protein present to stimulate significant bacterial colony growth as 10µg/mL FN.
results of the experiment suggest that FN does have a direct effect on M. smegmatis growth. Hall-Stoodley et al
conducted a study on the effect of FN on M.
tb growth under shear conditions, the results suggested that FN contributed
to increased numbers of M. tb bacilli
adhering to cells in the alveolar by direct invasion. FN was also shown to
enhance the binding of M. tb strain H37Rs to mouse alveolar macrophages (Hall-Stoodley,
et al., 2006).
Another study’s results showed that M. bovis BCG binds to FN via the C-terminal
region adjacent to the HBD of the FN molecule, this suggests that the proteins
binding to the HBD are proteoglycans, inferring that FN binding proteins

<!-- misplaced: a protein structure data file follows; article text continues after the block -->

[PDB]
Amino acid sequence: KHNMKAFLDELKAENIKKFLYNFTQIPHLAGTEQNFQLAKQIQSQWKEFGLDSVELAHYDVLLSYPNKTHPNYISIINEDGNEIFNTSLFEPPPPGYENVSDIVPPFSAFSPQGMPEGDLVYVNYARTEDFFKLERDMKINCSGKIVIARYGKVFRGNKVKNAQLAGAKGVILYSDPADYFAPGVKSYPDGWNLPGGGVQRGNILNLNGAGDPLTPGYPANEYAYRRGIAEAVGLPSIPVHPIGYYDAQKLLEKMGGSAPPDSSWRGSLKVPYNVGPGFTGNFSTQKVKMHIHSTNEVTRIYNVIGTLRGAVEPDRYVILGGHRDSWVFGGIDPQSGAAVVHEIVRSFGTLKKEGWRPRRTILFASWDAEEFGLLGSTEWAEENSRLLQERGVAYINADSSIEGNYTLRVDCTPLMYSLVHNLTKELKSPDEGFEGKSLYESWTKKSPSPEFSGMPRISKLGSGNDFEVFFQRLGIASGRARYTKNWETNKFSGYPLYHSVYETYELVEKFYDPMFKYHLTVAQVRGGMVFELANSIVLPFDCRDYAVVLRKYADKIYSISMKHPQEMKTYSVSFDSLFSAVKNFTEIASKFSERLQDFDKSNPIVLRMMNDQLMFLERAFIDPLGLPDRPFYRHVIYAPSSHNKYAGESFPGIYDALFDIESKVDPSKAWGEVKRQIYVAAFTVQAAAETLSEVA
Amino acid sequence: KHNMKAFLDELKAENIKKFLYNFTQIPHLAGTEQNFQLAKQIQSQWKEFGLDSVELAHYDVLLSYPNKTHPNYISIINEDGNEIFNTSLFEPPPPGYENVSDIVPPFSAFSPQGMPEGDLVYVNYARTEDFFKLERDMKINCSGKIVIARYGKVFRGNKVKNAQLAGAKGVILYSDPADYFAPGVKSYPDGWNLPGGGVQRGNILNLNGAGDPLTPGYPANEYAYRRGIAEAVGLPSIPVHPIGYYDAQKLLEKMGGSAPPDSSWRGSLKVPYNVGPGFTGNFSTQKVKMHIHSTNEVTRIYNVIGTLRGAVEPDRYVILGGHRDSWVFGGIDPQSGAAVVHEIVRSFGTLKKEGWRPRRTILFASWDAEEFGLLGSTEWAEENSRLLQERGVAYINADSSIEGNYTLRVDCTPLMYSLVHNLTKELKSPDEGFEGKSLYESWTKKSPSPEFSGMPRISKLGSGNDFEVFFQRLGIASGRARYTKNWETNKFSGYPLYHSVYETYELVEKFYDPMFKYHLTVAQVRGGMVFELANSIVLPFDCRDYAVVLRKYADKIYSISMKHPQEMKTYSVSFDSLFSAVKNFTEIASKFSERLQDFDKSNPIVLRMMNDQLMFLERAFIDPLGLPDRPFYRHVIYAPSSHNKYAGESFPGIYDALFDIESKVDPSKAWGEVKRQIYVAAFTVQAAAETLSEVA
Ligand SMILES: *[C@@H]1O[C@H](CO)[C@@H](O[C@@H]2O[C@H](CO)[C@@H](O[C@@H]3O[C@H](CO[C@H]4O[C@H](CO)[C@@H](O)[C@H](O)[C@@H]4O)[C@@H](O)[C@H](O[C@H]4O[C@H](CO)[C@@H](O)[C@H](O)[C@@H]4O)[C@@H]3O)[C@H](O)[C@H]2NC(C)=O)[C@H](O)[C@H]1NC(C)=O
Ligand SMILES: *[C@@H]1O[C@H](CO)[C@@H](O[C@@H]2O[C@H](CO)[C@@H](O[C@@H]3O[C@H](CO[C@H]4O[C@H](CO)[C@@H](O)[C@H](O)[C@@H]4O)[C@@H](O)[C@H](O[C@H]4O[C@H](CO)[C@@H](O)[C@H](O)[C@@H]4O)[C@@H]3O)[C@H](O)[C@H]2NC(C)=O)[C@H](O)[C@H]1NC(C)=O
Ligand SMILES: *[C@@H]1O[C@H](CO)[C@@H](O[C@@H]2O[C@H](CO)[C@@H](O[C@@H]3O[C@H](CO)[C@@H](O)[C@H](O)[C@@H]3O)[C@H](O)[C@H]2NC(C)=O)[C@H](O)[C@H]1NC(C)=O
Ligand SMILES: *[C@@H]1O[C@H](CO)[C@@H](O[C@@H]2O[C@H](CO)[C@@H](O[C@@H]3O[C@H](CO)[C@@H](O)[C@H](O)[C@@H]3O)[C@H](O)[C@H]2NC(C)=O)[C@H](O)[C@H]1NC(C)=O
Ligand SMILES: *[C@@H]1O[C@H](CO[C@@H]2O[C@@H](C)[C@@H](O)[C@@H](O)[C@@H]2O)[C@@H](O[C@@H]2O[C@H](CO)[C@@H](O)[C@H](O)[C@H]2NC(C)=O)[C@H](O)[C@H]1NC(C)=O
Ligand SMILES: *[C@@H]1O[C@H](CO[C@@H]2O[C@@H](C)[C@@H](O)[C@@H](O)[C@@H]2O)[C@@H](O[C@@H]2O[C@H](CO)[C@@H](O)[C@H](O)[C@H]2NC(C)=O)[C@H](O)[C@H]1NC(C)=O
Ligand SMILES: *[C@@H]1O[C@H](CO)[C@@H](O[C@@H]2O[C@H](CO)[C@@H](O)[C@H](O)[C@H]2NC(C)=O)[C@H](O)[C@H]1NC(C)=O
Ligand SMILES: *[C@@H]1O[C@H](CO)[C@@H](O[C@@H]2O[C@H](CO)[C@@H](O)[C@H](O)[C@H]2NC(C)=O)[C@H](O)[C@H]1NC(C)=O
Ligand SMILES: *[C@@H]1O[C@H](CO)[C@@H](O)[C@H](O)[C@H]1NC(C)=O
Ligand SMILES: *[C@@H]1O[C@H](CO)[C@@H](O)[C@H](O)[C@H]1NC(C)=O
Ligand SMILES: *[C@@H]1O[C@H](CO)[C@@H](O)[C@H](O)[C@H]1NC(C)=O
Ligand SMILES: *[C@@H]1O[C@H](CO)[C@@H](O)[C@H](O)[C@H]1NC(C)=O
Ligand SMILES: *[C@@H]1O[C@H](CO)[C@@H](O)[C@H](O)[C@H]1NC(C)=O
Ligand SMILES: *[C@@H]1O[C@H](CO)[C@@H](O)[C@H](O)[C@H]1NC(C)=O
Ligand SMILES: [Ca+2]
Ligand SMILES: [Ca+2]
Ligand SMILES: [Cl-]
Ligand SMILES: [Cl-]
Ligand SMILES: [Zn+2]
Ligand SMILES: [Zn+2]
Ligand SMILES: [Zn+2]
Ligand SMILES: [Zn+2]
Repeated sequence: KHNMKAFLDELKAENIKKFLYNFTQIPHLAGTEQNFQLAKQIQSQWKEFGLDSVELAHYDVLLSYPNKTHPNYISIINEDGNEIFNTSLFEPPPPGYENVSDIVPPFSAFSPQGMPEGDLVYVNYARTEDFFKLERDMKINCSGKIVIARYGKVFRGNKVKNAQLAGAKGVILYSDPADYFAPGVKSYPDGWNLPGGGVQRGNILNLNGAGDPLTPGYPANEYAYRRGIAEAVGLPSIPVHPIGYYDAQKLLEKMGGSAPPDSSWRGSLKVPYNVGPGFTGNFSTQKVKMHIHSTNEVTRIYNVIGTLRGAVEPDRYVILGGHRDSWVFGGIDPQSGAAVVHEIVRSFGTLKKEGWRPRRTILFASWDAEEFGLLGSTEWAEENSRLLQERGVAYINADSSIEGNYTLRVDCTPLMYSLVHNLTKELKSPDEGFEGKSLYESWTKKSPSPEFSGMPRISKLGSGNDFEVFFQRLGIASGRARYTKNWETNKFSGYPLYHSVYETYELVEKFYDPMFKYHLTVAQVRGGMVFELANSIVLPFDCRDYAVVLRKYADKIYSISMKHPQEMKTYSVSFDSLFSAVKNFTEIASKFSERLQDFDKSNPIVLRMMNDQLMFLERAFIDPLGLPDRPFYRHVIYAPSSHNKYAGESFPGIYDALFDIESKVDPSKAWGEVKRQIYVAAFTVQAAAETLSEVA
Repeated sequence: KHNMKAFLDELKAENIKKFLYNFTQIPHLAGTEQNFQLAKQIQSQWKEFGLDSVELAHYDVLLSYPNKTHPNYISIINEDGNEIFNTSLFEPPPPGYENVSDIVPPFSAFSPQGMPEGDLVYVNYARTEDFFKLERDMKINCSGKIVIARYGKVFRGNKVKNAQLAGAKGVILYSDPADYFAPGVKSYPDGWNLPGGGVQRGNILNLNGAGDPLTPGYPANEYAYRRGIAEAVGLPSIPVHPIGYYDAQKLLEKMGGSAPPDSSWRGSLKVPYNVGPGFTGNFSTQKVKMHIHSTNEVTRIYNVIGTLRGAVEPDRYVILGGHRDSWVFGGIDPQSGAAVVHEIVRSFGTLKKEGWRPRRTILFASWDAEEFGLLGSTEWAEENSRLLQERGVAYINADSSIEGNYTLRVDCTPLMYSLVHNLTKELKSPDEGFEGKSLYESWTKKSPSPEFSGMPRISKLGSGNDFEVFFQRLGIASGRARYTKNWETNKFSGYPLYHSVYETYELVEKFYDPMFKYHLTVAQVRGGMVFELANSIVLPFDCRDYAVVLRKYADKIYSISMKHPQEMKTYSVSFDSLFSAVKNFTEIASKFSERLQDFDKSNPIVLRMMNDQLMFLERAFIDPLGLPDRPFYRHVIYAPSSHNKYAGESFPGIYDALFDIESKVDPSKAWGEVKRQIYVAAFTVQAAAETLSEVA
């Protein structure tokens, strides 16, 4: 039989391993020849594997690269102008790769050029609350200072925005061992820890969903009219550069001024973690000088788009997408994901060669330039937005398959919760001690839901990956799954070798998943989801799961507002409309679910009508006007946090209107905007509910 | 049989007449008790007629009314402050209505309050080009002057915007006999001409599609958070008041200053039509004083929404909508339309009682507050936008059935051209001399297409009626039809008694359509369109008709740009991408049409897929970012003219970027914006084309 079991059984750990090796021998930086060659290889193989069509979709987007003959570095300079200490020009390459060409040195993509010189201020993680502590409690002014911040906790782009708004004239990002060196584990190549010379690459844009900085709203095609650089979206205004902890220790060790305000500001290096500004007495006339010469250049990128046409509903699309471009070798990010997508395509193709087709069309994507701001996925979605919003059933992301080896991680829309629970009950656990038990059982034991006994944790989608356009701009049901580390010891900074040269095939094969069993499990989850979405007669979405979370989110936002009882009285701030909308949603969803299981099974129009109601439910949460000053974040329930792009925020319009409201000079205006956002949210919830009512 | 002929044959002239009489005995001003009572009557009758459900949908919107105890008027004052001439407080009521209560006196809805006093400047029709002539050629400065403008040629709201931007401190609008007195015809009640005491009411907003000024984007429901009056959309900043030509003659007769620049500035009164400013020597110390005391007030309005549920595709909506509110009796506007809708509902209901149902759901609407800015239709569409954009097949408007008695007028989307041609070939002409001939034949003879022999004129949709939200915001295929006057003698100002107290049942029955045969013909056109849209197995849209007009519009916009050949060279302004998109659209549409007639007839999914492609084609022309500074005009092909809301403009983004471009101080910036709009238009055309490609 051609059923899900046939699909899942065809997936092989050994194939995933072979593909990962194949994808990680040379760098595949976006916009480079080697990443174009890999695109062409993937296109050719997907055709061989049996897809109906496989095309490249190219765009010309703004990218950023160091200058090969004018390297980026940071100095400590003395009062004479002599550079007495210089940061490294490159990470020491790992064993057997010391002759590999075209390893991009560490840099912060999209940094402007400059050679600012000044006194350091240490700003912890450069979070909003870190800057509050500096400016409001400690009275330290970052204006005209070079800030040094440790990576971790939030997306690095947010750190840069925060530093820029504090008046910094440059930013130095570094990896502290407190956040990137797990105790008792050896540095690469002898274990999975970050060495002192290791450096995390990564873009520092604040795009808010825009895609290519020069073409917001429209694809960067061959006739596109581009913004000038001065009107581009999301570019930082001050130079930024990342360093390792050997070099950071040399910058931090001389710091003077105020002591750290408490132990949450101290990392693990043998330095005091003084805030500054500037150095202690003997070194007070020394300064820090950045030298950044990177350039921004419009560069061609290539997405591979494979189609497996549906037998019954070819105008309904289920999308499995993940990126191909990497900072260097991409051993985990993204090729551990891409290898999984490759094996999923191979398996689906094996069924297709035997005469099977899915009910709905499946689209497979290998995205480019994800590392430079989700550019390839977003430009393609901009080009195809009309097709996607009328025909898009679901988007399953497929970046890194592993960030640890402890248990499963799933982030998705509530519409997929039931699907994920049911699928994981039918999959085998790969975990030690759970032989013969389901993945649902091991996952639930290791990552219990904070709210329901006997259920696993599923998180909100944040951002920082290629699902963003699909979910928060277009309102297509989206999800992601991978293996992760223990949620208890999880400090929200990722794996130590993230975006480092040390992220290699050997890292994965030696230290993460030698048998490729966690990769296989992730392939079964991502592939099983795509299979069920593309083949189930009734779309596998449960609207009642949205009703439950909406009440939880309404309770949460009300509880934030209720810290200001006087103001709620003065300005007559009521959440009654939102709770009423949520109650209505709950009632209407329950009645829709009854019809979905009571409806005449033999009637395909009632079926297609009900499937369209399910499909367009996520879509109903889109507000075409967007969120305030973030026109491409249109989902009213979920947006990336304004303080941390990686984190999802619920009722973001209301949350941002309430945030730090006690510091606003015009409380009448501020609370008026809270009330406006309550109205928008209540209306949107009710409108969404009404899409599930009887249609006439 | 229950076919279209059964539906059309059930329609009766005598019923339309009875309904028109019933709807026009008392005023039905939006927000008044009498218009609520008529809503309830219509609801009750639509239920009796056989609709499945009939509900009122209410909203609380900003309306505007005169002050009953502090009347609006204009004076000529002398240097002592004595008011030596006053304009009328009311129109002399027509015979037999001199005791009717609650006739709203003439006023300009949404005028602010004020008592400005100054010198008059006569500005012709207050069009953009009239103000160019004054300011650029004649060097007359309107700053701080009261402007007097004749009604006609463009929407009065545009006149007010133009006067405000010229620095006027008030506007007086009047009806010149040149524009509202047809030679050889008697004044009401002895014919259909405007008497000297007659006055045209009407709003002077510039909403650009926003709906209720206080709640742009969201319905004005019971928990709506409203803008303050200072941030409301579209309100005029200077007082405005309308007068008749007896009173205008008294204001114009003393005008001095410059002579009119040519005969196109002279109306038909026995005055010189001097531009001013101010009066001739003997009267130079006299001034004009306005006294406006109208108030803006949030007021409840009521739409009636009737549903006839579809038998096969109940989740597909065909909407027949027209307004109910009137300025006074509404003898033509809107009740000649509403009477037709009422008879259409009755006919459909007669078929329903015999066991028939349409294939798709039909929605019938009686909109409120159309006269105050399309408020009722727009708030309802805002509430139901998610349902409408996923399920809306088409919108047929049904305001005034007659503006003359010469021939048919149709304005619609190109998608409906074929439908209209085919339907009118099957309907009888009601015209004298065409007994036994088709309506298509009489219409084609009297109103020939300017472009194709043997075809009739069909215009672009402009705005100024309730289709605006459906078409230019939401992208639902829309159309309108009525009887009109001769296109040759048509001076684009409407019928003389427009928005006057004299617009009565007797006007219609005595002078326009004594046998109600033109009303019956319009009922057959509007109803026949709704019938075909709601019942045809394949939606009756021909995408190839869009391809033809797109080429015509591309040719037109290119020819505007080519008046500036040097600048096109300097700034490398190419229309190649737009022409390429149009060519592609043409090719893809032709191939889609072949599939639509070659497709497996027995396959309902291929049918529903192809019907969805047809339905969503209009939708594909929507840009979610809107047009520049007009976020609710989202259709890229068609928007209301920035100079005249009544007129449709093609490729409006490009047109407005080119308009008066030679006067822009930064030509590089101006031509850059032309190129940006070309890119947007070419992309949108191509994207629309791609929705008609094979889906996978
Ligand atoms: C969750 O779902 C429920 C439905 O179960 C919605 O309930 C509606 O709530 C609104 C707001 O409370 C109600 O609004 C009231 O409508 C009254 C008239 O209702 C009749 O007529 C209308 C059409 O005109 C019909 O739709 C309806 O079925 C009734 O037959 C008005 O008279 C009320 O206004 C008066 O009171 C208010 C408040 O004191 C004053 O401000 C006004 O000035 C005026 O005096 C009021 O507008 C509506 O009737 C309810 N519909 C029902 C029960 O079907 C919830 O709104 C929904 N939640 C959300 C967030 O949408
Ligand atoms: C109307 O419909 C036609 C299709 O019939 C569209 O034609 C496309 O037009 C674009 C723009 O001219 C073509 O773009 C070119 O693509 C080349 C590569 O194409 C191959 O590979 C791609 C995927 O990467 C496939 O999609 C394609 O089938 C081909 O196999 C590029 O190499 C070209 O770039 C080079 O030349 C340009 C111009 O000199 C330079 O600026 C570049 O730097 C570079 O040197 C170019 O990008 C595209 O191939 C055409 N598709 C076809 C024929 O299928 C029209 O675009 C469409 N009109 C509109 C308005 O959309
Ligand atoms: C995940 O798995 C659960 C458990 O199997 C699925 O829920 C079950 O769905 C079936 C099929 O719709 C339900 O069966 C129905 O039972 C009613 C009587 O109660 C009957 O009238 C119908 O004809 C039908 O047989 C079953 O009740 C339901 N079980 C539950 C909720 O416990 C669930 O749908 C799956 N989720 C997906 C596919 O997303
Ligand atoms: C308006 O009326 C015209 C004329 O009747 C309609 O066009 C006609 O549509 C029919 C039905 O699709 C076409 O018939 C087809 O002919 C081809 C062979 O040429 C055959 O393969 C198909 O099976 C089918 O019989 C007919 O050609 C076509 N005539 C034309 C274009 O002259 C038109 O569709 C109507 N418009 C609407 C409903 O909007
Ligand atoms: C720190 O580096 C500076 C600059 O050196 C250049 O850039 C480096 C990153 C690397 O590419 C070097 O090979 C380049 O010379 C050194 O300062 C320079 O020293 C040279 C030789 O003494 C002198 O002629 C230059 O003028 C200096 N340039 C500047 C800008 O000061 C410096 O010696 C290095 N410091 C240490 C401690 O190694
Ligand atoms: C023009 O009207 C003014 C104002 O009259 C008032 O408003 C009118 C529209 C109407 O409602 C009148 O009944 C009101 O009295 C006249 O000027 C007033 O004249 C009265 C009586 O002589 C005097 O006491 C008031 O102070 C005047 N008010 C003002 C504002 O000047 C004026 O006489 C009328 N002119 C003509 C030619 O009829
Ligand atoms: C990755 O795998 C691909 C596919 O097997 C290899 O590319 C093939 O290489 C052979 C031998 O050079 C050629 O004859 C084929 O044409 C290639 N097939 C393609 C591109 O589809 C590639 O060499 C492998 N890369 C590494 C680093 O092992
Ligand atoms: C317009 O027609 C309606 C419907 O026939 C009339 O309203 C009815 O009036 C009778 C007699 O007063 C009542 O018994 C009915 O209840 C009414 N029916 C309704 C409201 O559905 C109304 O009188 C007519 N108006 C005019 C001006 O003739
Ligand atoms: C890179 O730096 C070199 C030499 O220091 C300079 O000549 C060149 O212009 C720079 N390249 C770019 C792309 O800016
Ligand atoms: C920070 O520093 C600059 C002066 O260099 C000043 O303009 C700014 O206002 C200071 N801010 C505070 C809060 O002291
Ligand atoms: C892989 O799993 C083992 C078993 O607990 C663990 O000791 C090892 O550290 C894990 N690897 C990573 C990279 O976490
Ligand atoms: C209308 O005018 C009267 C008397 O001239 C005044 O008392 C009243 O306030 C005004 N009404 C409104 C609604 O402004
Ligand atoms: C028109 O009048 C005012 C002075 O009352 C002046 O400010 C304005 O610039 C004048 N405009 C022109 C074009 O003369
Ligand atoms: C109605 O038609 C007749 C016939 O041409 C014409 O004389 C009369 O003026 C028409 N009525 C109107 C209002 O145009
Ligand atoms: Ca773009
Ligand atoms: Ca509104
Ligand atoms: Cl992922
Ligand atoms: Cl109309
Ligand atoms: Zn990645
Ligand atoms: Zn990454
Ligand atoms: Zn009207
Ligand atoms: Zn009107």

present on the surface of M. tb are also proteoglycans (Pasula, et al., 2002).
FN is present at the sites of infection; a classic sign of infection is
inflammation. Pulmonary epithelial cells secrete FN when tissue damage exists,
a characteristic of active M. tb
pathogenesis. FN is also known to act as a opsonin of bacteria facilitating the
migration of host immune effector molecules to the site of infection such as T
lymphocytes, B lymphocytes, macrophages, NK cells, DCs, which activate
inflammatory cytokines to regulate and enhance the immune response, this
positive feedback will cause the secretion of more FN protein to adhere to M. tb bacilli.
FN contains 5% carbohydrate linked via asparagine residues (Pande, et
al., 1978) (Yamada &
Olden, 1978). This accounts for FN